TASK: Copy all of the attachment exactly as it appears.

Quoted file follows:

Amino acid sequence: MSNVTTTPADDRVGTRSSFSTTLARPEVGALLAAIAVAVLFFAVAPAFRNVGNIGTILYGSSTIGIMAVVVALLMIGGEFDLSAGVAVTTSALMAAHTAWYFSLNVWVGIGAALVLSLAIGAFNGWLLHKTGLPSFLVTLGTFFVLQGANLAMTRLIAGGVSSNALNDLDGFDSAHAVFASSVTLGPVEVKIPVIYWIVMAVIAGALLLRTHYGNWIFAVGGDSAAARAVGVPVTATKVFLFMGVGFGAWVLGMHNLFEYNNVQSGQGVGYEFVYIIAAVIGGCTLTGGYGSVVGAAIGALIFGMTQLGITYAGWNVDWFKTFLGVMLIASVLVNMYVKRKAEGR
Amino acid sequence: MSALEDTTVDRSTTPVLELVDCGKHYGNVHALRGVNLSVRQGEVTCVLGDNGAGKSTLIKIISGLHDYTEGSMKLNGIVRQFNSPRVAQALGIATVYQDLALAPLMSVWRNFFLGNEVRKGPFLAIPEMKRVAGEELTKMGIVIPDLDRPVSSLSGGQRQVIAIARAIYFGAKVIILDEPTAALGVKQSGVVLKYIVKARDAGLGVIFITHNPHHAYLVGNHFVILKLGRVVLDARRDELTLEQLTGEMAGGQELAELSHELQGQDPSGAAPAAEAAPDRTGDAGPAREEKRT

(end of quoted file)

Amino acid sequence: MSNVTTTPADDRVGTRSSFSTTLARPEVGALLAAIAVAVLFFAVAPAFRNVGNIGTILYGSSTIGIMAVVVALLMIGGEFDLSAGVAVTTSALMAAHTAWYFSLNVWVGIGAALVLSLAIGAFNGWLLHKTGLPSFLVTLGTFFVLQGANLAMTRLIAGGVSSNALNDLDGFDSAHAVFASSVTLGPVEVKIPVIYWIVMAVIAGALLLRTHYGNWIFAVGGDSAAARAVGVPVTATKVFLFMGVGFGAWVLGMHNLFEYNNVQSGQGVGYEFVYIIAAVIGGCTLTGGYGSVVGAAIGALIFGMTQLGITYAGWNVDWFKTFLGVMLIASVLVNMYVKRKAEGR
Amino acid sequence: MSALEDTTVDRSTTPVLELVDCGKHYGNVHALRGVNLSVRQGEVTCVLGDNGAGKSTLIKIISGLHDYTEGSMKLNGIVRQFNSPRVAQALGIATVYQDLALAPLMSVWRNFFLGNEVRKGPFLAIPEMKRVAGEELTKMGIVIPDLDRPVSSLSGGQRQVIAIARAIYFGAKVIILDEPTAALGVKQSGVVLKYIVKARDAGLGVIFITHNPHHAYLVGNHFVILKLGRVVLDARRDELTLEQLTGEMAGGQELAELSHELQGQDPSGAAPAAEAAPDRTGDAGPAREEKRT